But these 10 years were not plain sailing, as implemented regulations continued to see the cost of running a captive increase and appetite to form a new captive diminish.

Dodd-Frank, FATCA, Beps and Solvency II all played their role, as did the high-profile cases of Microsoft paying its premium taxes to Washington state, and Johnson & Johnson losing its $56m refund claim in the Tax Court.

Increasing operating costs, greater regulation and micro-captives appearing on the IRS’s Dirty Dozen list all fed into the captive slowdown leading up to the end of 2017.

But perhaps the main issue was the softened insurance market. Insurance firms had become uber competitive to bring premiums on board, often releasing cash from their balance sheets to fund the premium growth.

Pendulum swings

When the pendulum finally had to swing in the other direction, the market started to move. The pace in which it hardened picked up as underwriters changed their approach.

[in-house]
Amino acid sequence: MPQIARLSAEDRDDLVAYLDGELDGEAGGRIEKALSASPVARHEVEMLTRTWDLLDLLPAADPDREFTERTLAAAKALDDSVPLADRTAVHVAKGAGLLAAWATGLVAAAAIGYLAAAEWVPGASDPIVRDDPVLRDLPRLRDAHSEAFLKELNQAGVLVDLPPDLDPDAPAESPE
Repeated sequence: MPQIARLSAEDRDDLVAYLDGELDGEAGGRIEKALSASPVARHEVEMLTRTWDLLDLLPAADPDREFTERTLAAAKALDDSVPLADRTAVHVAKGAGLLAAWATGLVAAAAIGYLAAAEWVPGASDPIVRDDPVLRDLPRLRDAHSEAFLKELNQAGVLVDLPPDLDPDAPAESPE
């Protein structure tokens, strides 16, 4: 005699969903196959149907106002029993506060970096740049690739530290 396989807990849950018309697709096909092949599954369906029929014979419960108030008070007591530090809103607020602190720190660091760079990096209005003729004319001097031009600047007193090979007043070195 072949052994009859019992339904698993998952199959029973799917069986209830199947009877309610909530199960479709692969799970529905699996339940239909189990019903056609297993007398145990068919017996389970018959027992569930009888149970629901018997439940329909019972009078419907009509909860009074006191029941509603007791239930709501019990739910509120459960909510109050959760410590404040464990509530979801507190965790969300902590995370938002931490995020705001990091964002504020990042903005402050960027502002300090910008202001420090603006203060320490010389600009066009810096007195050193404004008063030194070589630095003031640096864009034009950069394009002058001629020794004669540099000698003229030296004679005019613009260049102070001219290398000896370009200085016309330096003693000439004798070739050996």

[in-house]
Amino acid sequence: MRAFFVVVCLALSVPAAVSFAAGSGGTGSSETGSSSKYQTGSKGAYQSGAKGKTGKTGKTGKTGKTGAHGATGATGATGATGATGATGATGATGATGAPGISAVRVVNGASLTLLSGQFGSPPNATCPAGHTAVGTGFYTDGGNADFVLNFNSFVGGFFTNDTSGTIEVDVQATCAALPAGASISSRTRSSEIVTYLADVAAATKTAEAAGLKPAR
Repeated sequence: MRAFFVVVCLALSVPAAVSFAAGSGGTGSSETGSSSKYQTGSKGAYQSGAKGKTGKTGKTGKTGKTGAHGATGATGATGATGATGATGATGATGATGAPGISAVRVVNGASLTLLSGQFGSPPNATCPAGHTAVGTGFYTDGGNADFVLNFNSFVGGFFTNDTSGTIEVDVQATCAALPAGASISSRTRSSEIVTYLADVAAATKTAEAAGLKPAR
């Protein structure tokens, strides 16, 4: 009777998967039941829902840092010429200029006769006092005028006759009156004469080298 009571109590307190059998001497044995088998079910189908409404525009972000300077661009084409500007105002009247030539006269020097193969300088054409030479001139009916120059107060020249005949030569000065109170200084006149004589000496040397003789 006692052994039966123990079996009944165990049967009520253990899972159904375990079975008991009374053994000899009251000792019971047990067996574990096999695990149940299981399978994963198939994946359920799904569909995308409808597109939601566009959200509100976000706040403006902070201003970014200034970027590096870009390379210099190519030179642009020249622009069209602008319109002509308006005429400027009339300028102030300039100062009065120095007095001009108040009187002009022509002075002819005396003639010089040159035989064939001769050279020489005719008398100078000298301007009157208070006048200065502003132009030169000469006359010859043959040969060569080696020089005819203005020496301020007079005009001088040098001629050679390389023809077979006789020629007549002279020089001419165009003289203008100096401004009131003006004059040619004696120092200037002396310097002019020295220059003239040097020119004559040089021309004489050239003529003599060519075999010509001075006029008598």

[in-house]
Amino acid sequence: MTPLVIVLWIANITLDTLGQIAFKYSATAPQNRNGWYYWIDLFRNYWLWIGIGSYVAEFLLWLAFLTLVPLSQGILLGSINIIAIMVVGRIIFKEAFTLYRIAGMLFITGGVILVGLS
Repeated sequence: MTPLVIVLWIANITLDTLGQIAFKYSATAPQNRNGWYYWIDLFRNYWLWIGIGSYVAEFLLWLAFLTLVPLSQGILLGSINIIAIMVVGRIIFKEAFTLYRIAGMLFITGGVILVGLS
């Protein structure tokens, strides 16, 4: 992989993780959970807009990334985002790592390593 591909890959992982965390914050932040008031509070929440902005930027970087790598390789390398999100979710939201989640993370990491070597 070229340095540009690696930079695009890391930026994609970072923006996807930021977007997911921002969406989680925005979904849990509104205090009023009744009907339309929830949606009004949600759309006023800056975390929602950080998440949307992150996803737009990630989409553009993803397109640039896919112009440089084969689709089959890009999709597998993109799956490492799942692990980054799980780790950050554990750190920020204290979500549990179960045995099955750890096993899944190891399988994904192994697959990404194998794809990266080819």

They increasingly focused on profitable lines and ceased writing lines which didn’t fi t that bill. All this started to happen before the Covid pandemic, but this created the perfect storm and many lines were considered to be in distress.

Property, directors’ and officers’, cyber and liability were some of the most affected lines, while food and beverage, industrial and retail were the worst sectors.

It is at these crisis points that captives historically stand tall and flex their capabilities. This time, however, it felt like there was a fundamental shift in the perspective of where a captive fits into the corporate’s strategy.